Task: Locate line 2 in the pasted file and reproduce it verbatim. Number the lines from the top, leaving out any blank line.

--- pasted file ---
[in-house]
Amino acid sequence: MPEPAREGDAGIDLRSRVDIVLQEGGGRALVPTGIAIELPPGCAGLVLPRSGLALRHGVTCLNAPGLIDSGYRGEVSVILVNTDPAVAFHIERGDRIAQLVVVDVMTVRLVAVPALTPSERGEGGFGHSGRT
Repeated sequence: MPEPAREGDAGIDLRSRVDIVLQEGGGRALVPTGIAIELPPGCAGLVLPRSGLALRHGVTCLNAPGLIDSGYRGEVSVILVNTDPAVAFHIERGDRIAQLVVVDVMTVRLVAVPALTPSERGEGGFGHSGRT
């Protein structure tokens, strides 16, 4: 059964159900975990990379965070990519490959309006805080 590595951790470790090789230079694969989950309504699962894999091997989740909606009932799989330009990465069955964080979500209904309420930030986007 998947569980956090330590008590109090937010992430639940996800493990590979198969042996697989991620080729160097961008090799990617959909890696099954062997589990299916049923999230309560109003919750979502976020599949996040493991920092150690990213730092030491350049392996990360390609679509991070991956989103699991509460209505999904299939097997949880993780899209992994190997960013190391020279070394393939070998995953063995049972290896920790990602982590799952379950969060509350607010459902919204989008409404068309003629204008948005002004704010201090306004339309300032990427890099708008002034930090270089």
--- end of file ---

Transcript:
Amino acid sequence: MPEPAREGDAGIDLRSRVDIVLQEGGGRALVPTGIAIELPPGCAGLVLPRSGLALRHGVTCLNAPGLIDSGYRGEVSVILVNTDPAVAFHIERGDRIAQLVVVDVMTVRLVAVPALTPSERGEGGFGHSGRT